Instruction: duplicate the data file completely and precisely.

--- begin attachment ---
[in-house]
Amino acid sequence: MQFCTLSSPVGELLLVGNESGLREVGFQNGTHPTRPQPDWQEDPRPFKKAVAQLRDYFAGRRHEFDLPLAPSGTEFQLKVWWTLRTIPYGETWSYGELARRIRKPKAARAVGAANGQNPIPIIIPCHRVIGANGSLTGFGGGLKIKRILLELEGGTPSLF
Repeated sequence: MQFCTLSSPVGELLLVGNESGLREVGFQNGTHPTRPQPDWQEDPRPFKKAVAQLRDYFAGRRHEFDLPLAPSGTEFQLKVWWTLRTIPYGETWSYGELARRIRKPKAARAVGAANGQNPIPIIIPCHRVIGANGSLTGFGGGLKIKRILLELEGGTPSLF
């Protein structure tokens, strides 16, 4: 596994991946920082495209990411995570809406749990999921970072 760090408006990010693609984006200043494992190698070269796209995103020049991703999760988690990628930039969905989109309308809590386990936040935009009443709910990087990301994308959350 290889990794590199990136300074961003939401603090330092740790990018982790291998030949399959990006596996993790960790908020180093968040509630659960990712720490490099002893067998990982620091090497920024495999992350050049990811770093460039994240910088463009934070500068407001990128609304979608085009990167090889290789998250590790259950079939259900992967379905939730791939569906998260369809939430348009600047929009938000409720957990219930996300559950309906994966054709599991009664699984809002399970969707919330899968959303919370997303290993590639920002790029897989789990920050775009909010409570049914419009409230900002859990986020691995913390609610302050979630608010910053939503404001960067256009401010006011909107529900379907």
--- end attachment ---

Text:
[in-house]
Amino acid sequence: MQFCTLSSPVGELLLVGNESGLREVGFQNGTHPTRPQPDWQEDPRPFKKAVAQLRDYFAGRRHEFDLPLAPSGTEFQLKVWWTLRTIPYGETWSYGELARRIRKPKAARAVGAANGQNPIPIIIPCHRVIGANGSLTGFGGGLKIKRILLELEGGTPSLF
Repeated sequence: MQFCTLSSPVGELLLVGNESGLREVGFQNGTHPTRPQPDWQEDPRPFKKAVAQLRDYFAGRRHEFDLPLAPSGTEFQLKVWWTLRTIPYGETWSYGELARRIRKPKAARAVGAANGQNPIPIIIPCHRVIGANGSLTGFGGGLKIKRILLELEGGTPSLF
């Protein structure tokens, strides 16, 4: 596994991946920082495209990411995570809406749990999921970072 760090408006990010693609984006200043494992190698070269796209995103020049991703999760988690990628930039969905989109309308809590386990936040935009009443709910990087990301994308959350 290889990794590199990136300074961003939401603090330092740790990018982790291998030949399959990006596996993790960790908020180093968040509630659960990712720490490099002893067998990982620091090497920024495999992350050049990811770093460039994240910088463009934070500068407001990128609304979608085009990167090889290789998250590790259950079939259900992967379905939730791939569906998260369809939430348009600047929009938000409720957990219930996300559950309906994966054709599991009664699984809002399970969707919330899968959303919370997303290993590639920002790029897989789990920050775009909010409570049914419009409230900002859990986020691995913390609610302050979630608010910053939503404001960067256009401010006011909107529900379907």